ADVERTISEMENT

ADVERTISEMENT

27 1b briefs mk/nm

Lanesboro

The St. Mane Theatre in downtown Lanesboro will remain as a performing arts center and maybe provide more offerings, such as dance or films, after Commonweal Theater goes into its new building in summer.

The Lanesboro Arts Council polled people in the city and found most wanted to see the theater not be sold. "People really think of the theater building itself as a community asset, and they want it to remain as a community asset," said Frank Wright, a council board member.

The plan now is to have the council use the year after Commonweal leaves to rent out the building for about $150 per event. If it can get about a dozen, it can pay for insurance and utilities.

In that year, it can then evaluate what is needed to upgrade the St. Mane, which has been used mostly by Commonweal for 15 years. The theater used the main floor and a little of the upper floor but that upper floor needs a lot of work, Wright said. Just how much will be known after Commonweal moves out.

ADVERTISEMENT

Loss of Commonweal at the St. Mane will actually be an opportunity to expand arts offerings in the Lanesboro area. The mission of the council, after all, is "nurturing diverse artistic endeavors in the greater Lanesboro area." Adding things like dance, town hall meetings, speaker forums and films would add to the diversity, Wright said.

Wabasha County

Submitted photo

To prepare for Child Abuse Prevention Awareness Month in April, several members of Respect Children of Wabasha County (the child abuse prevention council) recently attended the Minnesota statewide video conference training, "Effective Messaging for Prevention." From left to right are Judy Siebenaler, Anne Pflaum and Kathy Brehmer, of Respect Children of Wabasha County, and Theresa Davis, program specialist with the Minnesota Department of Human Services.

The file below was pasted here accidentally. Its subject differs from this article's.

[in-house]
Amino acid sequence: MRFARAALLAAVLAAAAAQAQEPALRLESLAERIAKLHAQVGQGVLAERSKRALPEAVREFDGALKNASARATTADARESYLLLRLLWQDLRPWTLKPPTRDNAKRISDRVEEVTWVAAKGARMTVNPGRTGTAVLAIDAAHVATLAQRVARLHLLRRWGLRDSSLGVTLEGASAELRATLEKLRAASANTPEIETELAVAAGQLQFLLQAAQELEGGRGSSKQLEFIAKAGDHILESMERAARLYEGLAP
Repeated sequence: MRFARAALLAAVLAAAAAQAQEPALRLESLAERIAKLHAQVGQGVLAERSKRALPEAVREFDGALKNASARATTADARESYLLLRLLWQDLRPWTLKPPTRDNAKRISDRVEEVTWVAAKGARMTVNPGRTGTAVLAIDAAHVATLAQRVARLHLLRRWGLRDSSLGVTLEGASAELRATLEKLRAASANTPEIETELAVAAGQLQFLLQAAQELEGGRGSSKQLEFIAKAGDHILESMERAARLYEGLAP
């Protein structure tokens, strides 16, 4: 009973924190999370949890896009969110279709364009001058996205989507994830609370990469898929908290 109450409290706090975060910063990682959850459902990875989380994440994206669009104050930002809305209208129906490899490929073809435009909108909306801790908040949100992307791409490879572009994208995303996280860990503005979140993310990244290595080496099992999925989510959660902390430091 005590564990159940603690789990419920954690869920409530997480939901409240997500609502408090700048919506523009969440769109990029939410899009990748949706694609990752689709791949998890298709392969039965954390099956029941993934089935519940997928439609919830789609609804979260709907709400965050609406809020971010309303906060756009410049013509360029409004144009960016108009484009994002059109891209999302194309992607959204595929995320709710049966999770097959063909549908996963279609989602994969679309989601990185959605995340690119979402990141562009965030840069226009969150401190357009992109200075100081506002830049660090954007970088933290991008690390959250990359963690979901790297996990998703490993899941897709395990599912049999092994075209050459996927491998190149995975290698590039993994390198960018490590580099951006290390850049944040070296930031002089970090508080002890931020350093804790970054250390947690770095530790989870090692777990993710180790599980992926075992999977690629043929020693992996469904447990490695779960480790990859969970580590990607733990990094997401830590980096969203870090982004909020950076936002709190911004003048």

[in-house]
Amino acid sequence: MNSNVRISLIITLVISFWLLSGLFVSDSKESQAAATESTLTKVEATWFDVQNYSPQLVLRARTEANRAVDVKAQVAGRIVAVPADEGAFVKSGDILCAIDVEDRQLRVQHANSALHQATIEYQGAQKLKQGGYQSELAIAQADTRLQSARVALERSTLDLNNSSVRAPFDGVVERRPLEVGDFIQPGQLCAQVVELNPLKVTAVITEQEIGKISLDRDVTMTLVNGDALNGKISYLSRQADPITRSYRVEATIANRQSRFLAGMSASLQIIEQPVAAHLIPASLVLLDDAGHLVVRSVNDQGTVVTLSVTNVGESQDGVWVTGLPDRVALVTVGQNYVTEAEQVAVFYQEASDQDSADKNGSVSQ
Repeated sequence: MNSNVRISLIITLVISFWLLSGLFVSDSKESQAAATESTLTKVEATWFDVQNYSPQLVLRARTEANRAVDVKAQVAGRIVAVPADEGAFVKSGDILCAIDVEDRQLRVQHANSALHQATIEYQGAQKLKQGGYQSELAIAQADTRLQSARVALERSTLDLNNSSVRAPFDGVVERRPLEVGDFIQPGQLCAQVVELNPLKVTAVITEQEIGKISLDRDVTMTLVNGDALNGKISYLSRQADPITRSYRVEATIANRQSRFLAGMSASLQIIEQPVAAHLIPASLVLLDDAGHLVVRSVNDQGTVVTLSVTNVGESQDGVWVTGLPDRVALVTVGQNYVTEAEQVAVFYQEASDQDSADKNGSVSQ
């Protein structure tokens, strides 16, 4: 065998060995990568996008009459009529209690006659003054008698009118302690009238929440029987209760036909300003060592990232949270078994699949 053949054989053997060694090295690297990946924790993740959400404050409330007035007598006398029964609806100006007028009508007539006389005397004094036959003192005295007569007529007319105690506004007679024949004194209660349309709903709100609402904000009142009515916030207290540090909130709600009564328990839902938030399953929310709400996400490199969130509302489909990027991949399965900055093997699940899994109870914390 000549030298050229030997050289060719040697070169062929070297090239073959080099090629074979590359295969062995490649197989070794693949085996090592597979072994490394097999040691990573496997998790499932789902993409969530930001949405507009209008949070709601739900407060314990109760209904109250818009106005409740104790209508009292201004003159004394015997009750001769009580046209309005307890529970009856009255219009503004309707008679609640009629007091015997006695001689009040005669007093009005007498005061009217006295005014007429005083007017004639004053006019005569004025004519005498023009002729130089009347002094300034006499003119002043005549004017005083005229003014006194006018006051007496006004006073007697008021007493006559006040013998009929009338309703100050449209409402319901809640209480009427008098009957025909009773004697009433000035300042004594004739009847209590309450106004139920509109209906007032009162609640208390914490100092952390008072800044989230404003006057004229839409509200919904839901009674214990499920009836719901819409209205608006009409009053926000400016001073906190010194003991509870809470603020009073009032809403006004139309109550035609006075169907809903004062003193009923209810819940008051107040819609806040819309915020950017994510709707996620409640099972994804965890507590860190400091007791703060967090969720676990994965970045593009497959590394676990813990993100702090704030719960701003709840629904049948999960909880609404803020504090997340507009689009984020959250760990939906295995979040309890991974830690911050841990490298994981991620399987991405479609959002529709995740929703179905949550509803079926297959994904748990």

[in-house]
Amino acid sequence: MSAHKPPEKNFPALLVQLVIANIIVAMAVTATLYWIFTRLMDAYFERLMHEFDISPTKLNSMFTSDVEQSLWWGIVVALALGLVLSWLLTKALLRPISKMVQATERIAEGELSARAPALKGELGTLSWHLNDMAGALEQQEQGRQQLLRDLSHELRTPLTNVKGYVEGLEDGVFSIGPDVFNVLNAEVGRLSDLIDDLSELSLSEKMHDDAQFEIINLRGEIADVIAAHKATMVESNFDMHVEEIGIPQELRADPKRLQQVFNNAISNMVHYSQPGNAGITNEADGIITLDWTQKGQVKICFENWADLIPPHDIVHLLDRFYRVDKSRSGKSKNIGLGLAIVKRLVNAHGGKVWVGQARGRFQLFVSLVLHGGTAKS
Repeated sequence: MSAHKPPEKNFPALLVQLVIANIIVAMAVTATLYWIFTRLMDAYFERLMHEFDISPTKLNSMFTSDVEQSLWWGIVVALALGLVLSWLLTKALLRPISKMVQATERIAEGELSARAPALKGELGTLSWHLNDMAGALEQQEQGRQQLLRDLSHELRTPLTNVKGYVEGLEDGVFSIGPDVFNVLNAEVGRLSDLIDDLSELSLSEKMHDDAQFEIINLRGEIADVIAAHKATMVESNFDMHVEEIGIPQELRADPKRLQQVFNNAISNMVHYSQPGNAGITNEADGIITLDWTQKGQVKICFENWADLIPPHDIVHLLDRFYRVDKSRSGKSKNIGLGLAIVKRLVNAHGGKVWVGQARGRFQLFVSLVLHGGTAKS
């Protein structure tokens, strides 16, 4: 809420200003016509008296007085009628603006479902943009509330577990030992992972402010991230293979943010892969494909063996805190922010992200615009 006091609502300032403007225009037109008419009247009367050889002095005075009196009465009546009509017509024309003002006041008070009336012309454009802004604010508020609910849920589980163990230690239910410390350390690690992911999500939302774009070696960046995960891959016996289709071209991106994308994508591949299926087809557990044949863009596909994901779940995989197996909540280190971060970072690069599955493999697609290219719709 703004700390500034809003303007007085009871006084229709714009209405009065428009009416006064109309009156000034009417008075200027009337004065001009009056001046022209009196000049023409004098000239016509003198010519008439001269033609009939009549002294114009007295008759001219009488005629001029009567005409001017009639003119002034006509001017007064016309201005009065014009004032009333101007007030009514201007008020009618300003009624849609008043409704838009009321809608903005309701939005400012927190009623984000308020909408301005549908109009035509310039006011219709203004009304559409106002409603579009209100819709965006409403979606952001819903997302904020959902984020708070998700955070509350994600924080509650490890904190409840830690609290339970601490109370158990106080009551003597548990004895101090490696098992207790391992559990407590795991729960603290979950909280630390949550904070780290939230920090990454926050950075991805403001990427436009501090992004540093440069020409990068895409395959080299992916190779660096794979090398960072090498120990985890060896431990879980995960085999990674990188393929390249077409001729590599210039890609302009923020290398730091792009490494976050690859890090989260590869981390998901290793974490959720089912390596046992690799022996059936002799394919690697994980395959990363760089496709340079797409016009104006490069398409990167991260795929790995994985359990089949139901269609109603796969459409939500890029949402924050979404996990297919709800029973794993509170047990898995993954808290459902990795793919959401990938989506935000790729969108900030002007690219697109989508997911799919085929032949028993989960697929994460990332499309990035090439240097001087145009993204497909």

Respect Children of Wabasha County is planning free workshops about positive parenting in April, which is Child Abuse Prevention Awareness Month.

The presentations will be given by Jeff Fink and Jon Halpern, co-founders of ChildSense and faculty for Saint Mary’s University in Winona and Hamline University in St. Paul.

From 6:30 p.m. to 8 p.m. April 3 in Wabasha-Kellogg High School’s library, there will be a program titled "Setting Limits and Boundaries: How to Say No to Your Kids." The workshop will explore the importance of staying firm and offer effective positive parenting techniques for saying "no."

From 6:30 p.m. to 8 p.m. April 16, a program titled "Managing Conflict: Keeping Small Problems Small" will be held at the Plainview-Elgin-Millville Pre-K-3rd Grade Elementary School media center in Plainview.

ADVERTISEMENT

From 6:30 p.m. to 8 p.m. April 23 in Bluff View Elementary School’s media center in Lake City, there will be a program titled "Stress of Parenting: Balancing a Busy Life." The workshop will offer techniques on how to reduce stress. It also will provide tools for connecting with children in a meaningful way when time is limited.

The three presentations are free to all parents, grandparents, child care providers and professionals who influence children’s lives. There will be light refreshments, child care, entertainment, crafts for kids and parenting materials.

To register, contact Anne Pflaum at (651) 565-5170 or apflaum@co.wabasha.mn.us.

Winona

Do you want to get children interested in going outside to look for birds or just see birds at a feeder?

Gwyn Calvetti can help.

The La Crosse, Wis., birder will talk about how to teach youths about birding at 7 p.m. March 7 at Lake Park Lodge in Winona. The meeting is part of the monthly program of the Hiawatha Valley Audubon Society.

Calvetti is a professional storyteller who has taught 25 years in the La Crosse school district.

ADVERTISEMENT

To get the lodge from U.S. 61, go to Huff Street and go north into the city. You will go on the causeway between the two parts of Lake Winona. Once past the lake, go right on West Lake Street about three blocks.

What To Read Next
Fundraising is underway to move the giant ball of twine from the Highland, Wisconsin, home of creator James Frank Kotera, who died last month at age 75, 44 years after starting the big ball.